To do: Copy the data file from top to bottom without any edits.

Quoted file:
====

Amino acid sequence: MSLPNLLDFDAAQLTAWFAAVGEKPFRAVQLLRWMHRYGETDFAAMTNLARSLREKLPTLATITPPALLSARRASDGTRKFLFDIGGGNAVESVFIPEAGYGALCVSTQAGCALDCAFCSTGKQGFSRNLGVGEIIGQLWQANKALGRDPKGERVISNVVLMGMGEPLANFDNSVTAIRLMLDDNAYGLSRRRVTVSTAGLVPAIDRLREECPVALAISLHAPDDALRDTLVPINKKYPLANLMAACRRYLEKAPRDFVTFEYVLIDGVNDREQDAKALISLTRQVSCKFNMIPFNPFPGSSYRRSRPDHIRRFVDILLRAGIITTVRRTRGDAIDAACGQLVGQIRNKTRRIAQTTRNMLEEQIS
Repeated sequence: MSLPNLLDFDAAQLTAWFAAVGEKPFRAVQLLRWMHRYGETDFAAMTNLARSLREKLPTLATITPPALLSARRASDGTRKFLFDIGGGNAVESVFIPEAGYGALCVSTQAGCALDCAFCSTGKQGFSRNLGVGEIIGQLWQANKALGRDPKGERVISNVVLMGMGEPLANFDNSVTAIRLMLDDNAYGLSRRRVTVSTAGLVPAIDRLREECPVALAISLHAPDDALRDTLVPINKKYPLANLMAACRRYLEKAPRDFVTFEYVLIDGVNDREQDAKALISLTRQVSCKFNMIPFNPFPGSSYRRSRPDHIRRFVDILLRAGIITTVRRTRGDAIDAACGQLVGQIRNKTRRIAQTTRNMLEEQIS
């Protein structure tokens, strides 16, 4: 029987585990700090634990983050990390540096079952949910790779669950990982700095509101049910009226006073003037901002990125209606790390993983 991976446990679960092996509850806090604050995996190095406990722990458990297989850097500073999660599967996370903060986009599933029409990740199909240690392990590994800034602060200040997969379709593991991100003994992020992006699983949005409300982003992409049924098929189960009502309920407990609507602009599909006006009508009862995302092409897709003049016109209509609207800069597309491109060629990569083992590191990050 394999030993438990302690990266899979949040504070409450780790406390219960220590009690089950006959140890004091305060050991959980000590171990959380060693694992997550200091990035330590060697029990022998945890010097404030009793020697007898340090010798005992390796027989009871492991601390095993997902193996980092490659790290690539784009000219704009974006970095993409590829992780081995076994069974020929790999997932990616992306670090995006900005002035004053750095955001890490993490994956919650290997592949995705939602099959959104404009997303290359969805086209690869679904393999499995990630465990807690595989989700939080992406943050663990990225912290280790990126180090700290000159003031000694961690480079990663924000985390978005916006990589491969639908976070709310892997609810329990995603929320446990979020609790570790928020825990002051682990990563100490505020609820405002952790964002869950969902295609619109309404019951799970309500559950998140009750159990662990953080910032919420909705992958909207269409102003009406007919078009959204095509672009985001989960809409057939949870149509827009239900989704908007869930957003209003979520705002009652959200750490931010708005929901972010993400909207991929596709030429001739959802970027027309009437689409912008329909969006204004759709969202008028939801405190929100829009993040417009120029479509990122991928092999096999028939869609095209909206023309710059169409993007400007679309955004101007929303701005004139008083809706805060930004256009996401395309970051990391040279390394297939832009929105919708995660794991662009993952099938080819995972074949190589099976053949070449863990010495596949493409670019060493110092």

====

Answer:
Amino acid sequence: MSLPNLLDFDAAQLTAWFAAVGEKPFRAVQLLRWMHRYGETDFAAMTNLARSLREKLPTLATITPPALLSARRASDGTRKFLFDIGGGNAVESVFIPEAGYGALCVSTQAGCALDCAFCSTGKQGFSRNLGVGEIIGQLWQANKALGRDPKGERVISNVVLMGMGEPLANFDNSVTAIRLMLDDNAYGLSRRRVTVSTAGLVPAIDRLREECPVALAISLHAPDDALRDTLVPINKKYPLANLMAACRRYLEKAPRDFVTFEYVLIDGVNDREQDAKALISLTRQVSCKFNMIPFNPFPGSSYRRSRPDHIRRFVDILLRAGIITTVRRTRGDAIDAACGQLVGQIRNKTRRIAQTTRNMLEEQIS
Repeated sequence: MSLPNLLDFDAAQLTAWFAAVGEKPFRAVQLLRWMHRYGETDFAAMTNLARSLREKLPTLATITPPALLSARRASDGTRKFLFDIGGGNAVESVFIPEAGYGALCVSTQAGCALDCAFCSTGKQGFSRNLGVGEIIGQLWQANKALGRDPKGERVISNVVLMGMGEPLANFDNSVTAIRLMLDDNAYGLSRRRVTVSTAGLVPAIDRLREECPVALAISLHAPDDALRDTLVPINKKYPLANLMAACRRYLEKAPRDFVTFEYVLIDGVNDREQDAKALISLTRQVSCKFNMIPFNPFPGSSYRRSRPDHIRRFVDILLRAGIITTVRRTRGDAIDAACGQLVGQIRNKTRRIAQTTRNMLEEQIS
């Protein structure tokens, strides 16, 4: 029987585990700090634990983050990390540096079952949910790779669950990982700095509101049910009226006073003037901002990125209606790390993983 991976446990679960092996509850806090604050995996190095406990722990458990297989850097500073999660599967996370903060986009599933029409990740199909240690392990590994800034602060200040997969379709593991991100003994992020992006699983949005409300982003992409049924098929189960009502309920407990609507602009599909006006009508009862995302092409897709003049016109209509609207800069597309491109060629990569083992590191990050 394999030993438990302690990266899979949040504070409450780790406390219960220590009690089950006959140890004091305060050991959980000590171990959380060693694992997550200091990035330590060697029990022998945890010097404030009793020697007898340090010798005992390796027989009871492991601390095993997902193996980092490659790290690539784009000219704009974006970095993409590829992780081995076994069974020929790999997932990616992306670090995006900005002035004053750095955001890490993490994956919650290997592949995705939602099959959104404009997303290359969805086209690869679904393999499995990630465990807690595989989700939080992406943050663990990225912290280790990126180090700290000159003031000694961690480079990663924000985390978005916006990589491969639908976070709310892997609810329990995603929320446990979020609790570790928020825990002051682990990563100490505020609820405002952790964002869950969902295609619109309404019951799970309500559950998140009750159990662990953080910032919420909705992958909207269409102003009406007919078009959204095509672009985001989960809409057939949870149509827009239900989704908007869930957003209003979520705002009652959200750490931010708005929901972010993400909207991929596709030429001739959802970027027309009437689409912008329909969006204004759709969202008028939801405190929100829009993040417009120029479509990122991928092999096999028939869609095209909206023309710059169409993007400007679309955004101007929303701005004139008083809706805060930004256009996401395309970051990391040279390394297939832009929105919708995660794991662009993952099938080819995972074949190589099976053949070449863990010495596949493409670019060493110092």